Oxidative Stress

There are a number of human studies that suggest that supplementation with beta-carotene can reduce the oxidative stress associated with different pathological conditions or stressors such as intense exercise or radiation. Supplementation with beta-carotene (30 mg/day) and vitamin E (500 mg/day) for 90 days has been found to enhance the antioxidant enzyme activity of superoxide dismutase and catalase in the neutrophils of sportsmen (Tauler et al 2002). Similarly, in a study of 13 professional basketball players, 35 days of antioxidant supplementation with 600 mg alpha-tocopherol, 1000 mg ascorbic acid and 32 mg beta-carotene led to a significant decrease in plasma lipid peroxides, with a significant decrease of lactate dehydrogenase serum activity and a non-significant increase in the anabolic/catabolic balance being observed during a 24-hour recuperation time after exercise (Schroder et al 2001).

The results of an Israeli study of 709 children exposed to radiation from the Chernobyl accident suggest that natural algae-derived beta-carotene may act as an in vivo lipophilic antioxidant or radioprotector. This study found that exposed children had increased susceptibility to lipid oxidation and that supplementation with 40 mg of natural 9-c/sand all-trans equal isomer mixture beta-carotene twice daily for a period of 3 months reduced plasma markers of lipid oxidation (Ben-Amotz et al 1998).

A double-blind study has also found that beta-carotene supplementation reduced the severity, but not the incidence, of post-endoscopy pancreatitis which is thought to be mediated by oxidative stress (Lavy et al 2004). A further small, controlled trial involving 1 5 patients with RA found that 3 weeks of supplementation with natural beta-carotene resulted in a significant increase in plasma antioxidants, but did not change indicators of disease (Kacsur et al 2002).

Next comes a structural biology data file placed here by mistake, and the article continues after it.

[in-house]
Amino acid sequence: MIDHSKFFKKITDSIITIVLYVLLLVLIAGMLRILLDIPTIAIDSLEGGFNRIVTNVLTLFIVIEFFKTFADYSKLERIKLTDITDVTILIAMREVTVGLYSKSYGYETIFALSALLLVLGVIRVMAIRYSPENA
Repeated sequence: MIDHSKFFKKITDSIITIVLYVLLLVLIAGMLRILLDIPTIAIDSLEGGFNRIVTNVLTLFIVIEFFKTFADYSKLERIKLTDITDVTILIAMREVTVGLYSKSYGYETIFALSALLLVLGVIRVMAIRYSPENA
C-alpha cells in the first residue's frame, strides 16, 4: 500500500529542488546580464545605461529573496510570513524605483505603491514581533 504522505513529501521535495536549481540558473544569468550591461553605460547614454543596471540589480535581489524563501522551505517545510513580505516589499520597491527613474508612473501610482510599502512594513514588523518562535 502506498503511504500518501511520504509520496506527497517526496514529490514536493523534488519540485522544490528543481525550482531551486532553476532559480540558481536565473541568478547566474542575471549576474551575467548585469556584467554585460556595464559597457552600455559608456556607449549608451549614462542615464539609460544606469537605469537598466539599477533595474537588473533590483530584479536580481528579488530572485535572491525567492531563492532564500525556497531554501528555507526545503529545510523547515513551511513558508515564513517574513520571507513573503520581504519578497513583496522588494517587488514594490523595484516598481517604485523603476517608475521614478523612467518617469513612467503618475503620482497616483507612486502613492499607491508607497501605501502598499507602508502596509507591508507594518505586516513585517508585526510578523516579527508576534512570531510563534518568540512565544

Further evidence for beta-carotene's ability to reduce oxidative stress comes from a study of conditioning therapy preceding bone marrow transplantation. This therapy consists of high-dose chemotherapy and total body irradiation and has acute and delayed toxic effects that are considered to be due to peroxidation processes and exhaustion of antioxidants. Supplementation with 45 mg beta-carotene, 825 mg alpha-tocopherol and 450 mg ascorbic acid daily for 3 weeks, however, was found to © 2007 Elsevier Australia

increase serum antioxidant levels and reduce the post-conditioning rise in plasma lipid hydroperoxides in patients receiving the conditioning therapy prior to transplantation (Clemens et al 1997). Similarly, a combined antioxidant supplement increased plasma antioxidant levels and antioxidative enzyme activities, and lowered LDL lipid peroxides in male hyperlipidaemic smokers, although higher doses of the supplement did not have an additive effect (Chao et al 2002).

These studies are contrasted by two small studies that showed no change in oxidative stress in healthy subjects after beta-carotene supplementation. Normal concentrations of carotenoids in plasma and tissues were not correlated with clinical markers of antioxidant and oxidative stress in a study of 79 healthy volunteers (Borel et al 1998), and a placebo-controlled, single-blind study found that daily supplementation with 1 5 mg of beta-carotene for 3 months did not significantly improve biomarkers of oxidative stress in healthy males (Hininger et al 2001).

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